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Table of contents
THE CONQUEST OF THE VENEREAL DISEASES-8.1
THE CONQUEST OF THE VENEREAL DISEASES-8.2
THE CONQUEST OF THE VENEREAL DISEASES-8.3
THE CONQUEST OF THE VENEREAL DISEASES-8.4
THE CONQUEST OF THE VENEREAL DISEASES-8.5
THE CONQUEST OF THE VENEREAL DISEASES-8.6
FOOTNOTES
SEXUAL MORALITY-9.1
SEXUAL MORALITY-9.2
SEXUAL MORALITY-9.3
SEXUAL MORALITY-9.4
SEXUAL MORALITY-9.5
SEXUAL MORALITY-9.6
SEXUAL MORALITY-9.7
SEXUAL MORALITY-9.8
SEXUAL MORALITY-9.9
MARRIAGE-10.1
MARRIAGE-10.2
MARRIAGE-10.3
MARRIAGE-10.4
MARRIAGE-10.5
MARRIAGE-10.6
MARRIAGE-10.7
MARRIAGE-10.8
MARRIAGE-10.9
MARRIAGE-10.10
MARRIAGE-10.11
MARRIAGE-10.12
FOOTNOTES
THE ART OF LOVE-11.1
THE ART OF LOVE-11.2
THE ART OF LOVE-11.3
THE ART OF LOVE-11.4
THE ART OF LOVE-11.5
THE ART OF LOVE-11.6
THE ART OF LOVE-11.7
THE ART OF LOVE-11.8
THE ART OF LOVE-11.9
THE ART OF LOVE-11.10
THE ART OF LOVE-11.11
FOOTNOTES
THE SCIENCE OF PROCREATION-12.1
THE SCIENCE OF PROCREATION-12.2
THE SCIENCE OF PROCREATION-12.3
THE SCIENCE OF PROCREATION-12.4
THE SCIENCE OF PROCREATION-12.5
THE SCIENCE OF PROCREATION-12.6
THE SCIENCE OF PROCREATION-12.7
THE SCIENCE OF PROCREATION-12.8
THE SCIENCE OF PROCREATION-12.9
FOOTNOTES
INDEX OF AUTHORS

lives views with disapproval sexual relationship without formal marriage, 

the statement is obviously to that extent true, though it must be 

remarked, on the other hand, that when social opinion strongly favors 

legal marriage it acts as a compelling force in the direction of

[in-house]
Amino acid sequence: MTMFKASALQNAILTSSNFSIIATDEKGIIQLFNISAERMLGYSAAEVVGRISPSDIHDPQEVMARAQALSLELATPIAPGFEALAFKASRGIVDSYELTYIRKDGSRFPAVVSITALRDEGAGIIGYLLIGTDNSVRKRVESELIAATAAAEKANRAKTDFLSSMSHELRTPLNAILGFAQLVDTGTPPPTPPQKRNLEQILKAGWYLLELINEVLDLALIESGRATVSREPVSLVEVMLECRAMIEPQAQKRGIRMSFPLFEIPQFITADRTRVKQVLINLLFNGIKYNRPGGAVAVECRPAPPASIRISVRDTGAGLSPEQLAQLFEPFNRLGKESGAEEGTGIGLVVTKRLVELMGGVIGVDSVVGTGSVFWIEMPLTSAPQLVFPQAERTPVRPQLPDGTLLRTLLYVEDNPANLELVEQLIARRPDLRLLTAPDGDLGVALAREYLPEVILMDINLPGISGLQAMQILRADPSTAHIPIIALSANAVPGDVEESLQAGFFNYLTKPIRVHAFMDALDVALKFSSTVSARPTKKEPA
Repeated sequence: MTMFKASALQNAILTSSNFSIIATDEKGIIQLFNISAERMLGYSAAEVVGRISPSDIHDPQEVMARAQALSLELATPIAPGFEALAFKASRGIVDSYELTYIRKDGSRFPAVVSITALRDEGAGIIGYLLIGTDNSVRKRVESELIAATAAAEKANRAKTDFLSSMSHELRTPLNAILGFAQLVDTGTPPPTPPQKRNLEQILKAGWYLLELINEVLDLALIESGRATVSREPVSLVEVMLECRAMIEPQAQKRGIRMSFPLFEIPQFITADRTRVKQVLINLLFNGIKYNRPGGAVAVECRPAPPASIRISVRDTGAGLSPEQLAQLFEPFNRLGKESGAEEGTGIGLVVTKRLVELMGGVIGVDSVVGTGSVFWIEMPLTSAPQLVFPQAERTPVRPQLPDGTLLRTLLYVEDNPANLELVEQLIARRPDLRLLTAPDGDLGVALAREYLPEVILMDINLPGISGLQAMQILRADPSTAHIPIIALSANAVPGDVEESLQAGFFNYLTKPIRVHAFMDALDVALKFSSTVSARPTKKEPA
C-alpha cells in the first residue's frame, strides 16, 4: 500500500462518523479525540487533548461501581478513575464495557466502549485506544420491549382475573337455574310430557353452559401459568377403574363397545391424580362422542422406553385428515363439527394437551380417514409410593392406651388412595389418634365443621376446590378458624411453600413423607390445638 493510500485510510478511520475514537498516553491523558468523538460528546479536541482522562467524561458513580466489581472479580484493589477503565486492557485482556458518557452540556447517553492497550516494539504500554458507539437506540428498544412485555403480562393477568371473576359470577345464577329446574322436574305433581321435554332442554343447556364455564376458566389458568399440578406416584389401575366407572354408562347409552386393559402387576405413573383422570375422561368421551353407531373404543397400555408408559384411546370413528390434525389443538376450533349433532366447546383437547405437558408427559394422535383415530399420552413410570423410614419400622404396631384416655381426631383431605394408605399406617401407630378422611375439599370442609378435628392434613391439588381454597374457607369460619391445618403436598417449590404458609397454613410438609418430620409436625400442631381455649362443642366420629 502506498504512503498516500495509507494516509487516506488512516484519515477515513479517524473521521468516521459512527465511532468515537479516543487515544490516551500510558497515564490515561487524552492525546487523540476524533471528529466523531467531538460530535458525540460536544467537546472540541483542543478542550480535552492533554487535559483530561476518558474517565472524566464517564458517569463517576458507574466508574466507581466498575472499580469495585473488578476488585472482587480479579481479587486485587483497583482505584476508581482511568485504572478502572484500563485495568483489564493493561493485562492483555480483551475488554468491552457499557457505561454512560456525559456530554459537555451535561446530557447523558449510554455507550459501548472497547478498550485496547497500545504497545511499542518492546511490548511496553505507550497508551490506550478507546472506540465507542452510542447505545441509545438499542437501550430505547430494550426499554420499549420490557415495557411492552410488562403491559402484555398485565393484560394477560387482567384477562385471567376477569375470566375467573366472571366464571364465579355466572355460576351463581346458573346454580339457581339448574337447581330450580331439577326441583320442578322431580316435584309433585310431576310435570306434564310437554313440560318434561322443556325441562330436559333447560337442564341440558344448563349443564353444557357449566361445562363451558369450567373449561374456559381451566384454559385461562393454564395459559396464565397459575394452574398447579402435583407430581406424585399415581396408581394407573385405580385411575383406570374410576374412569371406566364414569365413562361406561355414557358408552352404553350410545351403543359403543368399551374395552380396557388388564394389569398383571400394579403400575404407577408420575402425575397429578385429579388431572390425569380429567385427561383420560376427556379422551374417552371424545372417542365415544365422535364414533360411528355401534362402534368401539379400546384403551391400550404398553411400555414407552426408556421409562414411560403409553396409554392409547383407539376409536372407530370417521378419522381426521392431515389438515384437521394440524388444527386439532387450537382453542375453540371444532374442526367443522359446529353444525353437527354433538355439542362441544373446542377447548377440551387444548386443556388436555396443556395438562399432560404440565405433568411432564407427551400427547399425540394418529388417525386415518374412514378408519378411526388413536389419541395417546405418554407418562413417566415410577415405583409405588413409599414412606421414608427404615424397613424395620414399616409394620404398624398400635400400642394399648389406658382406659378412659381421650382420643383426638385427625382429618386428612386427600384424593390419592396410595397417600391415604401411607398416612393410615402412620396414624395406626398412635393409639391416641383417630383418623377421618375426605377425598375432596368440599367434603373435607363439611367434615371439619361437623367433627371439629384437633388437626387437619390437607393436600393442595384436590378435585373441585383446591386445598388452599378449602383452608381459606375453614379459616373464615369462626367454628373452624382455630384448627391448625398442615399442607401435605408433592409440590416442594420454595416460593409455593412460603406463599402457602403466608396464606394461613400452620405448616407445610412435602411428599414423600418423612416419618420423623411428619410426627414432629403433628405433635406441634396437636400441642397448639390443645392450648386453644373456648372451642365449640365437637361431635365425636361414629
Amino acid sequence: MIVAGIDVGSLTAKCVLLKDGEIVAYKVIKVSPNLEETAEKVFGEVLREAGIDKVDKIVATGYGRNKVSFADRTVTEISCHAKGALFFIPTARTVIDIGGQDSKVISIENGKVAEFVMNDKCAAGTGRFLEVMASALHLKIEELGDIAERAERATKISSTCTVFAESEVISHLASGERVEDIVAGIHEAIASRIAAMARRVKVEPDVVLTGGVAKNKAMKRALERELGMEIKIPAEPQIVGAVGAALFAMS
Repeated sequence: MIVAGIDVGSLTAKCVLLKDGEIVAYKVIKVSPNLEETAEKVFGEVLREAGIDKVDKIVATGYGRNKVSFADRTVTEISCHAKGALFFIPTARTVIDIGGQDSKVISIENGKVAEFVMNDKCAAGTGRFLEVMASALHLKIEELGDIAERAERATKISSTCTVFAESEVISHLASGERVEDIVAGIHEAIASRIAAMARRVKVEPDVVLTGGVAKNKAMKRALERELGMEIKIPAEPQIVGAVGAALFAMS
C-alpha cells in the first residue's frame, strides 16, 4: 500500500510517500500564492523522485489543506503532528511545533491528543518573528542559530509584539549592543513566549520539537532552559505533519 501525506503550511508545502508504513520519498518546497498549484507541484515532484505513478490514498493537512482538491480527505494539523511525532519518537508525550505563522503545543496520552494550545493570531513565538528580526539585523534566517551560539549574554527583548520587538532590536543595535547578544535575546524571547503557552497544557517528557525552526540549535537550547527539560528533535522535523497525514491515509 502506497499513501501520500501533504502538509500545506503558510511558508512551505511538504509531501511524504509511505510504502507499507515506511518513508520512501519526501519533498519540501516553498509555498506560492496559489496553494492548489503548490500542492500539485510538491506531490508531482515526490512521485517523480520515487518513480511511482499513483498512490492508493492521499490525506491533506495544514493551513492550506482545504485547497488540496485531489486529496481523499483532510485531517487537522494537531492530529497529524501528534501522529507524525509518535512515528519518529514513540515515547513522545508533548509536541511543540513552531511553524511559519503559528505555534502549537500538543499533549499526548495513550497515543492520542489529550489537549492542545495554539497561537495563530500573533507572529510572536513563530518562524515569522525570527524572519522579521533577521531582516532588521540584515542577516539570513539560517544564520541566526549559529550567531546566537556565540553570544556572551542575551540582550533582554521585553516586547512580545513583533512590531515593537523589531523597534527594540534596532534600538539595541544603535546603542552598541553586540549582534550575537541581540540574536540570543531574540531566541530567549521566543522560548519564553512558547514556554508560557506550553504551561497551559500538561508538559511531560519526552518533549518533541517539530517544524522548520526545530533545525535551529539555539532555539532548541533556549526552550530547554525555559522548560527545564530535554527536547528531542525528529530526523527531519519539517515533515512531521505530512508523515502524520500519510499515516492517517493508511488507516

legitimating free unions. But if the absence of the formal marriage bond 

constituted a real and intrinsic disadvantage to women in sexual relations 

they would not show themselves so increasingly ready to dispense with it. 

And, as a matter of fact, those who are intimately acquainted with the 

facts declare that the absence of formal marriage tends to give increased 

consideration to women and is even favorable to fidelity and to the 

prolongation of the union. This seems to be true as regards people of the 

most different social classes and even of different races. It is probably 

based on fundamental psychological facts, for the sense of compulsion 

always tends to produce a movement of exasperation and revolt. We are not 

here concerned with the question as to how far formal marriage also is 

based on natural facts; that is a question which will come up for 

discussion at a later stage. 

 

 

The advantage for women of free sexual unions over compulsory 

marriage is well recognized in the case of the working classes of 

London, among whom sexual relationships before marriage are not 

unusual, and are indulgently regarded. It is, for instance, 

clearly asserted in the monumental work of C. Booth, _Life and 

Labour of the People_. "It is even said of rough laborers," we 

read, for instance, in the final volume of this work (p. 41), 

"that they behave best if not married to the woman with whom they 

live." The evidence on this point is often the more impressive 

because brought forward by people who are very far indeed from 

being anxious to base any general conclusions on it. Thus in the 

same volume a clergyman is quoted as saying: "These people manage 

to live together fairly peaceably so long as they are not 

married, but if they marry it always seems to lead to blows and 

rows." 


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